through a pipe system are now sometimes expected to pay a fee to the
government. It identifies the requirements for constructing a well. It identifies
what dams are regulated and the requirements which must be met. Established
Water District administration units were created for the purpose of licensing and
management. The new Act prescribes fines against identified violators and victim
To the dismay of some people, home based businesses like market garden farms
and bed and breakfasts are considered businesses so have to pay for water. It
can be difficult to determine how much is for personal domestic use and how
much is used for the business.
The quote below is from Water Protection West Coast Region Ministry of Forests,
Lands, Natural Resource Operations & Rural Development in early 2022:
“Finally, The Water Sustainability Act (WSA) is the primary legislation for
management of water use and impacts associated with water diversion. During
the review of a groundwater license application, groundwater availability and
potential impacts to nearby water users and environmental flow needs are
considered. Under the WSA, domestic wells and use of groundwater for single
residence and garden up to 1 hectare in size do not require a license. Non-
domestic groundwater users that were using water before February 29, 2016 are
required to apply for a groundwater license by March 1, 2022. Existing
groundwater users who have not applied by the deadline must stop using
groundwater and will lose recognition of their historical date of first use. That
historical date is important because during water shortages older licences get
priority access to water. If this deadline is missed, groundwater users will need to
apply for a new water licence to authorize their use. This could be costly as it may
require technical assessments to be completed by a qualified professional to
support the application and the granting of a licence is not guaranteed. For questions on non-domestic groundwater licenses, you can visit the link below:
In short, some people who use stream water and people who in some way make
their living by using well water have to be licensed and have to pay for their water
use but single homes on a well do not, although they can be registered.
Registering a well tells the government that a well is in a specific place. It does not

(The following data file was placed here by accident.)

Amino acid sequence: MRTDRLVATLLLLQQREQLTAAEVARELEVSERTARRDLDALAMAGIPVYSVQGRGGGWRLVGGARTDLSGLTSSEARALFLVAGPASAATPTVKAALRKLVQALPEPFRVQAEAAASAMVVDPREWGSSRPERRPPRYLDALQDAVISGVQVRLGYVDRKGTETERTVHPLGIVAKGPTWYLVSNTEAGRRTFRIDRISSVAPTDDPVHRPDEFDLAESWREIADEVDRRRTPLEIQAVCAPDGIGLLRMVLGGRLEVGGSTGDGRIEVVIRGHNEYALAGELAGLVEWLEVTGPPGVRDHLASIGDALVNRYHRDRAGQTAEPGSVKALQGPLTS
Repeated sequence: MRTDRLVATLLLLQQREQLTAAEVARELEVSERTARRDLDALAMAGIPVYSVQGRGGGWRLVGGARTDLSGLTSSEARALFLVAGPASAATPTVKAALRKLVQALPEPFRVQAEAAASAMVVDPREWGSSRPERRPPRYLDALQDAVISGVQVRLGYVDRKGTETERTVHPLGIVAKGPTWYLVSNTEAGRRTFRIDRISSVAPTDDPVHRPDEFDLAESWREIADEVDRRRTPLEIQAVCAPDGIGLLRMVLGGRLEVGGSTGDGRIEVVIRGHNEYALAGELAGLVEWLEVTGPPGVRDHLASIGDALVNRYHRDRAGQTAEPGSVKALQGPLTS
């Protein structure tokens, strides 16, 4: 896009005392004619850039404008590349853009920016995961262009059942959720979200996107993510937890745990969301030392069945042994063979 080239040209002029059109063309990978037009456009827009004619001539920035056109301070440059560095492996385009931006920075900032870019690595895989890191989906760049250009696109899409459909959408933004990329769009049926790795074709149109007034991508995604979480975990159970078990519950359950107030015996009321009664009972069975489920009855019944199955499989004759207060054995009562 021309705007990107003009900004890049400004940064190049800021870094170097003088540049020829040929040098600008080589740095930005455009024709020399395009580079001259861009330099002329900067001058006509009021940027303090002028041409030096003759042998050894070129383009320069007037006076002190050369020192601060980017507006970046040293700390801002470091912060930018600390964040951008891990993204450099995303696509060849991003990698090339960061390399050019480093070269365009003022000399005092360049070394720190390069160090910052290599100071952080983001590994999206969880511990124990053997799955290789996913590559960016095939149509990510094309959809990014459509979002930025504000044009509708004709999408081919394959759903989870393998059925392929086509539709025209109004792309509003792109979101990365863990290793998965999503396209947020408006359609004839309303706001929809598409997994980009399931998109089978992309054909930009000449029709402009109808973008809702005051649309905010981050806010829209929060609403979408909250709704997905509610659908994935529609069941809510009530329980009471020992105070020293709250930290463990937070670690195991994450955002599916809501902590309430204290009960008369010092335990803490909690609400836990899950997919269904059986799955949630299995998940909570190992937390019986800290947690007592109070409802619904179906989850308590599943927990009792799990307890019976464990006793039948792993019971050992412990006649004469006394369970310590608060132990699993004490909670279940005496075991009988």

mean if someone else builds and your well goes dry, you are entitled to
compensation or damages. It does not mean “first in time, first in line” but it does
inform government which maybe planning for development in the area about an
accurate account of the number of wells drawing from a particular aquifer. There
is a growing body of knowledge in the government on aquifers, their productivity
and the depth and number of wells. The information is continually being updated
Follow the link below to look up your own well or anyone else’s, the aquifer that the well goes into and much more.
For instance, if you go to the page and put in your street address and click on “search” it will
bring up your well if it is registered or licensed. When you scroll down the page
you will see a grey box that has well tag number, well number, owner name,
street address and plan number. Click on well tag number and a page will open
that offers a lot of information, such as the gpm flow rate, the depth of the well
and any casings, when it was drilled and the driller, any alterations, lithography
( what was drilled through), how it was drilled, orientation ( vertical or angled)
etc. Note that the site is constantly being up dated but with the large number of
people registering and licensing wells, the updating is behind the incoming data
in areas. We were delighted to note that the aquifers in Jordan River were
supposed to be getting observation wells but when we spoke with the person
who is the in charge of monitoring all of the B.C. Observation Wells, we were told
that is no longer true as new aquifers with greater need have been found
Interestingly big industry does not have to adhere to the same rules as the rest of
B. C. does and there are several bubbles of discontent from various groups noting
this disparity. Gas plants, mining, smelters, pulp mills and fracking are only a few
of the industries who have different rules and regulations. Immense amounts of water are virtually free to dam, take, use, pollute or outright poison and dispose of.
The final point is we need to be aware that water, especially clean water, is not
limitless and we all need to conserve and care for the water we have in the area.